Effective managers should have the skills and knowledge to be able to carry out a change management program. Being proficient at change management in and of itself, however, isn’t enough for one to be an effective manager overall. While there are certain requirements managers need to be effective, change management describes a body of knowledge around how to implement change. The two concepts are related, but being able to implement a change management process is merely one of many skills that an effective manager should have in their skill set.
Understanding That Change Will Have an Impact
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Whether as simple as installing a new phone system or as complicated as moving a business across the country, effective change management starts with managers recognizing that the change will have an impact of some magnitude that must be addressed. Change almost always requires transformation, and for managers, the process can be a challenging one. However, change isn’t always met with resistance. In “Systems Leadership: Creating Positive Organizations”, MacDonald, Burke and Stewart contend that in general, people are more willing to change if they are presented with a better way of doing things that will make their lives easier.
Recognizing Dissonance: Understanding the Need for Change
Change is necessary to make improvements and managers need to recognize not only when change is needed, but also, how it will be received. Recognizing dissonance, as described by MacDonald et al, and knowing how to work with it proactively is key. For example, if an employee uses a cell phone with substandard features and poor connectivity, chances are they will be dissatisfied. If and when the implementation of a new cell phone provider is announced, it is unlikely that this employee will resist change. On the other hand, if a different employee with the same phone problems has learned to cope and is content with the current phone for whatever reason, the change announcement may be met with dismay. The point is that a state of dissonance – or dissatisfaction with an existing situation – determines how employees will respond to change. Effective managers that know how to manage dissonance will be sure to introduce change in a way that will be met with low resistance, which will ensure a higher likelihood of the change initiative being accepted.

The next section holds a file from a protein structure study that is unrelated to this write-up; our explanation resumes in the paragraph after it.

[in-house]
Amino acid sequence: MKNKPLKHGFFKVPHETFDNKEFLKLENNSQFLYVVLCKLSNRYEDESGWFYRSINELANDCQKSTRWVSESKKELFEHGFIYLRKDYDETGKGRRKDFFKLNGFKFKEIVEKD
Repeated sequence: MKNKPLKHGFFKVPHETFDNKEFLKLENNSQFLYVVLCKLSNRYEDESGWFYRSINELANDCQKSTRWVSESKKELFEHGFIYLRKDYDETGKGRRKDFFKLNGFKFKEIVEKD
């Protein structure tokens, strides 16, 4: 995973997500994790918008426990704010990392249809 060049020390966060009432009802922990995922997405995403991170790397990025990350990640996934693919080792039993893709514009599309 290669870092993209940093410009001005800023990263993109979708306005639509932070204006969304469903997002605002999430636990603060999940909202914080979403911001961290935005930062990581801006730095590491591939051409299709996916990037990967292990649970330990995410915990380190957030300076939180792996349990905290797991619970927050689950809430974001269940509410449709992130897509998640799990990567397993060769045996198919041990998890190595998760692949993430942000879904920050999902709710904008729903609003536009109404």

Having Clarity and Being Transparent
Introducing change effectively also requires clarity on the part of managers. Being clear on:
- Why the current situation is not appropriate,
- What the changes entail, and
- How the results will lead to a better situation both for the individual and the organization,
is a key aspect of effective change management that impacts success. Being open, transparent and available helps employees more fully understand the process and the role they play in making the transition as seamless as possible.
Effective management and change management are related concepts. It’s important for effective managers to understand what the drivers are behind change and know how to work with their teams to clearly describe the need for change, and how the transition can be made in the most efficient way possible.